“I cannot tell you how many times as a faculty member I’ve had students come with really serious personal problems, and they came to me in my case, because I was one of the few faculty members of color on campus and they knew that they could trust me,” he said. “In this case, I think it’s going to be very damaging to those kinds of situations.”

Satz, who left the University of Idaho in 2020 and has co-founded the Idaho 97 Project, which advocates for sensitive public health measures and an end to hate, intimidation and disinformation, has been outspoken on the issue. This week, he posted a tweet noting the university memo and the Idaho law cite language that was originally written in 1887 – when Idaho was still a territory.

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Women’s Health

ER Goddess: Low-Income Women and Women of Color Will Bear th… : Emergency Medicine News

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abortion, bias


Half of American women seeking abortions live on incomes below the federal poverty level. (N Engl J Med. 2022;386[22]:2061; It will be these women—women who are least able to support a pregnancy and a child—who will disproportionately bear the brunt of post-Roe abortion bans.

In anti-abortion states, only women with the financial resources, ability to take time off work, and pay for child care will be able to seek abortions elsewhere. What was formerly a right for all women is now in too many states a privilege for those with money and connections.

My patients generally don’t have money or connections. I work in an urban inner-city ED where the surrounding neighborhood has a lower per capita income, more single-mother households, and a child poverty rate higher than 99.9 percent of the neighborhoods in America. (Neighborhood Scout. I recently saw a 12-year-old who is sexually active. Her mother, who had just learned her preteen was having sex, brought her in concerned that she could be pregnant. What will happen to this 12-year-old and other girls and women who come to my ED when they can’t access abortion?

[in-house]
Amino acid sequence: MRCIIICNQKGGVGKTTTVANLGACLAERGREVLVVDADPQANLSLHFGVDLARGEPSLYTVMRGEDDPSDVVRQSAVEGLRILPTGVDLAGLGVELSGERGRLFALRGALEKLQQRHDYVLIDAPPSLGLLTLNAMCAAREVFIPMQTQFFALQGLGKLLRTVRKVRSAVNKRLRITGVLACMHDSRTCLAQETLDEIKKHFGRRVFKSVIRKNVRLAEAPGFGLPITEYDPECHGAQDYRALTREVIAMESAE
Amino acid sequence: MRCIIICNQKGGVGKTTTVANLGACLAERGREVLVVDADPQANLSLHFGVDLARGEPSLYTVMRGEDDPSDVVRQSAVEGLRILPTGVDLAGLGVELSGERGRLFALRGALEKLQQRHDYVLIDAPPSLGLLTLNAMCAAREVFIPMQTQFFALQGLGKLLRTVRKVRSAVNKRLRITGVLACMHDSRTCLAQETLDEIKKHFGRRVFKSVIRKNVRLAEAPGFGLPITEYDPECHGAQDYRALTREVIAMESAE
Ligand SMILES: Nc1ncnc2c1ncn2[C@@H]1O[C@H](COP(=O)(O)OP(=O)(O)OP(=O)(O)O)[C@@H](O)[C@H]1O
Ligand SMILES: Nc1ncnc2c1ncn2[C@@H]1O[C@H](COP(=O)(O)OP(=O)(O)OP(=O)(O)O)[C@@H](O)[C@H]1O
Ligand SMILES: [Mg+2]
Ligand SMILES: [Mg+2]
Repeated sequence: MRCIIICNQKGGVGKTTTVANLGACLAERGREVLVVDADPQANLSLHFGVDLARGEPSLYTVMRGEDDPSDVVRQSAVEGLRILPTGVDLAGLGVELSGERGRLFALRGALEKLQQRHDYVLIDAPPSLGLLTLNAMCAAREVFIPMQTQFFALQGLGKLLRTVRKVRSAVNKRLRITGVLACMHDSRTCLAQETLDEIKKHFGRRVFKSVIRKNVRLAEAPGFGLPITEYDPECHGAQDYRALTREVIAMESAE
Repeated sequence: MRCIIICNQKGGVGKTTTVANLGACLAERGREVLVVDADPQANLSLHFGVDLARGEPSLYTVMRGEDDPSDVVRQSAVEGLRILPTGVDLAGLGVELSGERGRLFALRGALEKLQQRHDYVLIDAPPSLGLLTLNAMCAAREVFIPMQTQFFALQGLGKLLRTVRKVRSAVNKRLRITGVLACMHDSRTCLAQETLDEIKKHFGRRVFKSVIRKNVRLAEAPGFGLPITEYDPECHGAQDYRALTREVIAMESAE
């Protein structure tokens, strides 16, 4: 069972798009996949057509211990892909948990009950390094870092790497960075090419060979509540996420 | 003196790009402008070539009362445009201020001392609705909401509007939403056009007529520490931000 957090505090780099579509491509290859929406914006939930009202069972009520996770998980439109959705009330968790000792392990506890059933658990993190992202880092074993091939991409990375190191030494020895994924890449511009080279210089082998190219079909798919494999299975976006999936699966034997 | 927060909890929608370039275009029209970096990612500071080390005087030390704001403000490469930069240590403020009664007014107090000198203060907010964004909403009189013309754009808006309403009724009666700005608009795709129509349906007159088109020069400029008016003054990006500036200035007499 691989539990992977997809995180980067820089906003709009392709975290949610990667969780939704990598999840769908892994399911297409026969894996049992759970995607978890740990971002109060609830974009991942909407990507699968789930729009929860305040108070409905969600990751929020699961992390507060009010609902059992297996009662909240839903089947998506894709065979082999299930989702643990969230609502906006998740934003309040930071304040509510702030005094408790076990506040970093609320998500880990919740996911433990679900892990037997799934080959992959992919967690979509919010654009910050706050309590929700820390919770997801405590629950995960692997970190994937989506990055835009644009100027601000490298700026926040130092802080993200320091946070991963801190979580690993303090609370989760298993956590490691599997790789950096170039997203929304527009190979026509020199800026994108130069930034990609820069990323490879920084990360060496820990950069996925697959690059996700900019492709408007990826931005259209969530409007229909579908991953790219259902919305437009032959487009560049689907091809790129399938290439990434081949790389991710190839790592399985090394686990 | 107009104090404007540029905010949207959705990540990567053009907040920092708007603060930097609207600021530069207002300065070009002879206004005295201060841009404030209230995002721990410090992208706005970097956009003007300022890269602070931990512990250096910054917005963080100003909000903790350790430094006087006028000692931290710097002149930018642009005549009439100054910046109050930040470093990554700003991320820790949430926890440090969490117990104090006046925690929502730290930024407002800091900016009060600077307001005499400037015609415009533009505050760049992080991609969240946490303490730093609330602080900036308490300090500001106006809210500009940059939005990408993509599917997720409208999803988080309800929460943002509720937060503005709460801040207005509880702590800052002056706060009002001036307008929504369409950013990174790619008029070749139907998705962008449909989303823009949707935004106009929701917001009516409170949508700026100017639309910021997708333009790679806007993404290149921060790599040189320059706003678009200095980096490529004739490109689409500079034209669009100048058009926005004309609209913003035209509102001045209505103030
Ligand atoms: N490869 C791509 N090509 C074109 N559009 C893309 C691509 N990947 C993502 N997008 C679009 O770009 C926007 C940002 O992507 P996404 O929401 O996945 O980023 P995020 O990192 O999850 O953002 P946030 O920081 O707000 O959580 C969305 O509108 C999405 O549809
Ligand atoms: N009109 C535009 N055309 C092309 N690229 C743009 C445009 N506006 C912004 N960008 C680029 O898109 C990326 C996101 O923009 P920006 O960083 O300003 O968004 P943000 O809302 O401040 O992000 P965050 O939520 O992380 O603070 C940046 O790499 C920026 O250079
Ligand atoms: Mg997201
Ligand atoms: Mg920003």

The Turnaway study offers some unsettling insights into what life will be like for women after they are denied an abortion. (Foster, Diana Greene. The Turnaway Study: Ten Years, a Thousand Women, and the Consequences of Having—or Being Denied—an Abortion. New York: Scribner, 2021; The prospective longitudinal study compared the trajectories of women who were turned away by abortion clinics because they were too far along to the trajectories of women who received abortions at the same clinic.

Still stigmatized

The two groups were similar in demographics and socioeconomics; what separated them was who got to the clinic in time and who didn’t. Interviews with the women every six months during the five years following their pregnancies revealed that receiving an abortion did not harm women’s health and well-being. On the contrary, carrying an unwanted pregnancy to term harmed their finances, health, and families.

The Turnaway study showed that women who were denied an abortion were more likely to end up living in poverty, be unemployed, and go through bankruptcy or eviction and less likely to have money for food, gas, or other basic necessities. Women denied an abortion were more likely to be with a partner who abused them and to end up as a single parent. They were less likely to agree with the statement, “I feel happy when my child laughs or smiles” and more likely to say they felt trapped as a mother.